1610164111222.png

Graph 3: Estimations of (Official) Food Inflation in Germany, 1914 to 1918

In regards to the British food situation: https://www.nfuonline.com/the-few-that-fed-the-many-ww1-report/. Britain introduced rationing in late 1917 to early 1918 and had only the lightest of rationings. If Britain went to full rationing as per Germany had done, Britain would have probably been able to ration food till late 1919 to early 1920.

In 1914, the proportion of the British population engaged in agriculture was lower than in all of the other belligerents. Contemporary observers perceived that this placed Britain at a disadvantage in the event of a protracted war. As nations like Russia, pre-war exporters of food with large peasant populations able to feed themselves, redirected exports to service the demands of the home market, Britain would quickly starve.[23] In practice, the pre-war contraction of British agriculture meant that plentiful reserves of underused land existed across the country. The availability of land combined with higher prices offered to farmers for their goods, which incentivised production to replace decreases in imports.

According to Peter Dewey, “the most striking feature of wartime agriculture was its stability”.[24] Whereas in continental Europe, agricultural production fell by about one-third during the war, the supply of food in Britain was maintained almost intact. This was achieved despite the loss to British farmers of two essential factors of production from 1914: alongside men from the agricultural sector, the army required colossal numbers of horses. Following military impressment, the number of horses available for agriculture in Britain fell from 926,820 in 1914 to 858,032 the following year.[25] Supplies of fertiliser and animal feeds were also heavily affected by the dislocation of trade, but the government was initially reluctant to label agriculture as an “essential” war industry and thereby acquire control over its direction.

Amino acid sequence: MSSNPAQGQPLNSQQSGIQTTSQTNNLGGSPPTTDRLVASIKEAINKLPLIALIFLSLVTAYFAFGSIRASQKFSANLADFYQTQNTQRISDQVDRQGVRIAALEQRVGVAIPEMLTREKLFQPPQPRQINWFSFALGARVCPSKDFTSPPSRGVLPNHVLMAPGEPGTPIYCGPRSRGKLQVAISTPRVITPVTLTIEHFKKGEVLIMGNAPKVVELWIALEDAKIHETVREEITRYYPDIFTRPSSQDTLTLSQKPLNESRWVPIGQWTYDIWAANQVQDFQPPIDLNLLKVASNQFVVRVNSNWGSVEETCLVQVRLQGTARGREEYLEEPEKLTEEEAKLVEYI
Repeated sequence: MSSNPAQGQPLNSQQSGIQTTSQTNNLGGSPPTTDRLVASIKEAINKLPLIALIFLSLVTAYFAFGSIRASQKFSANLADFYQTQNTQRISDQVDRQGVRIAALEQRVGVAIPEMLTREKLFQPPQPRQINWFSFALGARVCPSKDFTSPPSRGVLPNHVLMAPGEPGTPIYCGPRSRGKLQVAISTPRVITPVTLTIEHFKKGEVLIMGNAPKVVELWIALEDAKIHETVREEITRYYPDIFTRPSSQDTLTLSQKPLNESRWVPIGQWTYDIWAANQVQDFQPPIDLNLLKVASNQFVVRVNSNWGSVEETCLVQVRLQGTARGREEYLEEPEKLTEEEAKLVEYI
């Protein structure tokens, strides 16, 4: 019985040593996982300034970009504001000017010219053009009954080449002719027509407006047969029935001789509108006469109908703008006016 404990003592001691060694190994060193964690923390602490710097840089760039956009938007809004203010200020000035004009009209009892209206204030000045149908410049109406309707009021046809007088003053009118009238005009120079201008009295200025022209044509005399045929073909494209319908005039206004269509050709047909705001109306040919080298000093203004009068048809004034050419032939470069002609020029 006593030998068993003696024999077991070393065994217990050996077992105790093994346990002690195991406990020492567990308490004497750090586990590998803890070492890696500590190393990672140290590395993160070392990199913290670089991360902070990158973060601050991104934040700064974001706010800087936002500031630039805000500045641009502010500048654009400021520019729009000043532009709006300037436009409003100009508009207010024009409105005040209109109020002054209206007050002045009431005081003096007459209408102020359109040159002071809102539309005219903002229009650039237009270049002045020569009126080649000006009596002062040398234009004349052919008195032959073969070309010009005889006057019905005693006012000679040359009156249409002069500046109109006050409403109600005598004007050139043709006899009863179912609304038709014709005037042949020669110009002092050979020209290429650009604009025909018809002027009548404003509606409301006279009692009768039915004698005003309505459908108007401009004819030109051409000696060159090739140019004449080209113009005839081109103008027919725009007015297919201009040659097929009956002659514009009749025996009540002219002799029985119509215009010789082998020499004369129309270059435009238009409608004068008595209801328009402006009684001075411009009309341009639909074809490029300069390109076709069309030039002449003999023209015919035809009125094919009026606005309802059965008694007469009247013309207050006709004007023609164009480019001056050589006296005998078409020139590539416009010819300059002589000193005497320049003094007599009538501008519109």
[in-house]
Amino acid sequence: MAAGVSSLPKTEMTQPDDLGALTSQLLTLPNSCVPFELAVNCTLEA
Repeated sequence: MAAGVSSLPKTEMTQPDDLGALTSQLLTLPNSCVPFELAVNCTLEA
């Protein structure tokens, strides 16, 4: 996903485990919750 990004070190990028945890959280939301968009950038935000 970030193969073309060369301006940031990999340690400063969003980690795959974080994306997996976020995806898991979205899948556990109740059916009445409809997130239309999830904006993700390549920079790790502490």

In the opening two years of the war actual food shortages were localized and of relatively short duration. Nevertheless, complaints about increased food prices and accusations of profiteering were prevalent throughout the war: “as the war progressed, shortages and inflationary pressures increased, and demands for state intervention became more persistent”.[26] The Food Production Department was constituted in January 1917, with a policy to utilise Britain’s underexploited land for arable cultivation, guarantee prices for farmers, and provide minimum wages of 25s per week for farm workers.[27] Farmers demonstrated a willingness to cooperate with directives issued by the Food Production Department, but were restricted by shortages of labour, horses, machinery, fertiliser, and animal feeds.

Attempts to relieve the shortage of labour included the formation of Agricultural Companies, comprised of soldiers in medical category C3, the temporary return of skilled farmworkers (most notably ploughmen) from the front, prisoners of war (POWs), women, and children. By the end of the war, 60.5 percent of POWs available for work in Britain were employed in agriculture, whilst the Women’s Land Army provided a maximum working strength of 16,000 to complement the approximately 180,000 village women employed in agriculture. Across Britain, increasing numbers of children obtained exemptions from school to engage in agricultural work during the harvest season and worked part-time on farms outside of school hours.[28] Their contributions, in Dewey’s estimates, reduced the fall in the agricultural labour supply from 9 percent of the pre-war total in 1916 to around 4 percent by 1918.